In the wake of the 2005 Kelo v. New London decision, Texas courts have made significant headway in the direction of protecting property rights, and correcting weaknesses in the protection thereof.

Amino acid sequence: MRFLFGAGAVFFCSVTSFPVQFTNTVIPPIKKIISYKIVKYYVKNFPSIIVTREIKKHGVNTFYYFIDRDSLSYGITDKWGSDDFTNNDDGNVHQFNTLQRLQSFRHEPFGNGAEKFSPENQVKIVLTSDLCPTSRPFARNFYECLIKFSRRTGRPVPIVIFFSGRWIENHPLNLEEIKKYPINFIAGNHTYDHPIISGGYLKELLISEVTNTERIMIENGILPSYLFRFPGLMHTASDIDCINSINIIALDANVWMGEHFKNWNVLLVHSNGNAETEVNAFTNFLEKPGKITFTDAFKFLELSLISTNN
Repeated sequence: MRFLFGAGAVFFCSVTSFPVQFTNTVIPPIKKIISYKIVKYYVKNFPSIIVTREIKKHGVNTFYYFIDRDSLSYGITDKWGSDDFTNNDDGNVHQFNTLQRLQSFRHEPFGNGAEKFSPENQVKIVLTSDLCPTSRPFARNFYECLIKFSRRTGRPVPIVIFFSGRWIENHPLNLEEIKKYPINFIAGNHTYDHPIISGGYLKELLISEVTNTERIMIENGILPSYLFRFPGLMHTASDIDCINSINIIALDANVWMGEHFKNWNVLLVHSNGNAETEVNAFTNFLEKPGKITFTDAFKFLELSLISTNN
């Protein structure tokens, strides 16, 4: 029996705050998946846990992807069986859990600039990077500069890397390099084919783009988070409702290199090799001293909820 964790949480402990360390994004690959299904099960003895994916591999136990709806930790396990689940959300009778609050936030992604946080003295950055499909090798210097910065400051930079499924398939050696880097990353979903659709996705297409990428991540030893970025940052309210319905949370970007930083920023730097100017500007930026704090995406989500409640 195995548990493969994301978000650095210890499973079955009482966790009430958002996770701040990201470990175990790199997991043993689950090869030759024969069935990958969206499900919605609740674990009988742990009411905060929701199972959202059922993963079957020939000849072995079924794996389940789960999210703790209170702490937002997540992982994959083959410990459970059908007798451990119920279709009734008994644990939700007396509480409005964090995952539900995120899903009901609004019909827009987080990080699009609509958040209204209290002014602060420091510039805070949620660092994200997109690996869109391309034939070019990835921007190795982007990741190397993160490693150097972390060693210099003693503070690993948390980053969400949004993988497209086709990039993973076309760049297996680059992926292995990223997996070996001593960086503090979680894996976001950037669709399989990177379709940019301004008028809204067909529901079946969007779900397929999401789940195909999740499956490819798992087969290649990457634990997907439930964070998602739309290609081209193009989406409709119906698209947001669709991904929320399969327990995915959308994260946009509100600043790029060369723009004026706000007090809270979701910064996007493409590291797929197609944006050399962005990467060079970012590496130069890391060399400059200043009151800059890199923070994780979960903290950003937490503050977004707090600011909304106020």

For example, in Laws v. Texas, a couple sought to prove that a tract of land condemned by the state was, in fact, capable of being divided into several self-sustainable economic subunits, whose value collectively was greater than the value viewed in the greater unit by the state. The Supreme Court, examining this situation, agreed that the Lawses, and by extension anyone else whose land is under government scrutiny, could provide evidence in court that their property is more valuable than the state estimates. The courts still make final decisions, but the state cannot constrain evidence in such proceedings.